Christine M. Stracey

Ph.D. Candidate
Department of Biology and
Florida Museum of Natural History

Research Interests

As an urban ecologist, the goal of my research is to understand how nature works in places where people live and work.  As the area and density of urban environments is increasing, so too is the recognition amongst ecologists that urban environments represent unique opportunities to study ecosystems, communities, populations, and individual organisms in novel landscapes. While many species are adversely affected by urbanization, some species are more abundant in urban and suburban habitats than in more natural areas. The fact that certain species, including some native species, are able to utilize and even flourish in urban settings highlights the potential importance of urban ecosystems in the conservation of biodiversity. Urban ecosystems will never replace or surpass the value of pristine nature reserves for the conservation of biodiversity, but they do provide some unique conservation opportunities. In particular, biodiversity in urban habitats provides vital opportunities to address the “extinction of experience”, in which people living in cities are disconnected from nature and thus do not value it.

In order for urban planners to fully utilize the potential of urban ecosystems, ecologists must first understand the mechanisms that structure urban populations and communities.
 My research, therefore, focuses on urban adapters and exploiters, and I am interested in determining the characteristics of these species that enable them to successfully inhabit urban and suburban environments.  I investigate this question on multiple scales - from changes in individual behavior to community-wide patterns associated with living in towns and cities.

For more information, study results, and cool nest videos please see Mockingbird Research.

Teaching Philosophy

My goals for my students are to provide them with factual knowledge and practical skills, facilitate their intellectual growth, and fully engage them in the process of science.  I believe the best way to teach the process of science is to allow students to participate in original research both in the classroom and through independent projects.  In labs I expect students to formulate their own hypotheses and predictions, as well as to help design the experiments as opposed to following the traditional “cookbook” lab manuals.  Giving students the responsibility of working through this inquiry-based process introduces them to the types of factors that need to be considered when designing experiments and helps them appreciate the idea that there is more than one way to do things.  A critical component of science, which is often under-appreciated by students, is the publication of results.  Therefore, I expect my students to use the primary literature, and whenever possible, strive to contribute to that literature.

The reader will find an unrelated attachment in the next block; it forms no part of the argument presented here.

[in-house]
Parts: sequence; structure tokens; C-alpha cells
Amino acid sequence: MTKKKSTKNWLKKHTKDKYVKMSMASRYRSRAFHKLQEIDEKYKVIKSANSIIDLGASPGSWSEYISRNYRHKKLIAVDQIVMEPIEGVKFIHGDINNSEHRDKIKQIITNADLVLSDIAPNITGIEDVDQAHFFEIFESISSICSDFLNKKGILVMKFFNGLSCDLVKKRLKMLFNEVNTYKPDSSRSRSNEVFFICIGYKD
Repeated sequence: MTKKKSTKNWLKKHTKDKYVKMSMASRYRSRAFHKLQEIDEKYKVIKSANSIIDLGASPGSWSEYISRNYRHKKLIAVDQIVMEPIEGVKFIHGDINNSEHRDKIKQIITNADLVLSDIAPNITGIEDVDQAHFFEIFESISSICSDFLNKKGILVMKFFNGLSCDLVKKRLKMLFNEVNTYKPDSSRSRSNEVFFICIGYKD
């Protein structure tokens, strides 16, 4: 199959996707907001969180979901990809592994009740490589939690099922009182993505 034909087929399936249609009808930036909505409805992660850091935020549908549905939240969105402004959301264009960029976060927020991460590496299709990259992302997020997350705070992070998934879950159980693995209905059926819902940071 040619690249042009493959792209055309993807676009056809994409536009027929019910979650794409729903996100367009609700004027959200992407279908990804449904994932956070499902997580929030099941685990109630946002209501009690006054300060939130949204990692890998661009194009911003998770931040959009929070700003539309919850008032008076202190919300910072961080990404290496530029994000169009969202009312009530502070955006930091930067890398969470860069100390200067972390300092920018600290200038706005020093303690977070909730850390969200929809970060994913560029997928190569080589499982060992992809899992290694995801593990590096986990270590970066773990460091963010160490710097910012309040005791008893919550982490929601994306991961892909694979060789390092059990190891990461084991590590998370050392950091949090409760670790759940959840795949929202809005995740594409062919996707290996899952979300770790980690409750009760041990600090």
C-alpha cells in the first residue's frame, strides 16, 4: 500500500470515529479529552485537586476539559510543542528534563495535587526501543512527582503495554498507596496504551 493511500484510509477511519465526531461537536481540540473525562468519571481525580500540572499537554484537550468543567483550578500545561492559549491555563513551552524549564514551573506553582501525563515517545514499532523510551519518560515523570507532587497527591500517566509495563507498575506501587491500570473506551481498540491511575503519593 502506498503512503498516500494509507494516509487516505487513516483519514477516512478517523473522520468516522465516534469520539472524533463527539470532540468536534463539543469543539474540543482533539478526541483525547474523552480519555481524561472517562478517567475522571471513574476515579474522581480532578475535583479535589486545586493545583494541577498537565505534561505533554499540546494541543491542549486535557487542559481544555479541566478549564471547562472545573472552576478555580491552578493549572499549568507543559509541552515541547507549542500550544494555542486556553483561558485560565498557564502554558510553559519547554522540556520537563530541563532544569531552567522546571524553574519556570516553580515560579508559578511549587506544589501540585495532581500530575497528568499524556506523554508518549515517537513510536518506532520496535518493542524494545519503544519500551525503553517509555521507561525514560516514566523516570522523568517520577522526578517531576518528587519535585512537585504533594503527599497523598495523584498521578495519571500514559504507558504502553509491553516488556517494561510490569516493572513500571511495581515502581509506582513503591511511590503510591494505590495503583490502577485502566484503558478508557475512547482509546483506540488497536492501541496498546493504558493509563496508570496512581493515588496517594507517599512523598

Mentoring Philosophy

I have three main goals for the undergraduate students that I mentor.  I help my students to accomplish these by working with them on original research projects and holding weekly lab meetings in which we focus on these topics.

1) To fully engage my students in the process of science.  By allowing students to participate in each step in the process of answering a question, they have the opportunity to experience the creativity of hypothesis generation and the development of methods, the frustrations and failures of data collection, and the thrills of discovery.

2) To help my students to develop critical thinking skills. I encourage students to challenge themselves and others in a constructive manner. Experimental design and study limitations are important considerations in this evaluation and are frequent topics of discussion in my lab group.  Critical evaluation is important not only for science, but also in every day life, as students are confronted with media coverage and advertisements that are constantly making claims.


3) To teach my students to communicate effectively.  Scientists need to be able to communicate in a concise and clear manner with other scientists and also with non-scientists.  I encourage my students to obtain practice in oral communication by telling their family and friends about their research projects.  I also expect students to present their ideas and results to our lab group and at a conference.  They are expected to write a proposal on their research and a manuscript on their results on which I provide feedback.


The research experience is important to help students who are considering careers in science to evaluate if research is right for them.  Furthermore, all the skills they gain working on their research projects, from the ability to communicate to the increase in self confidence, will translate into important life skills no matter what direction their lives ultimately take.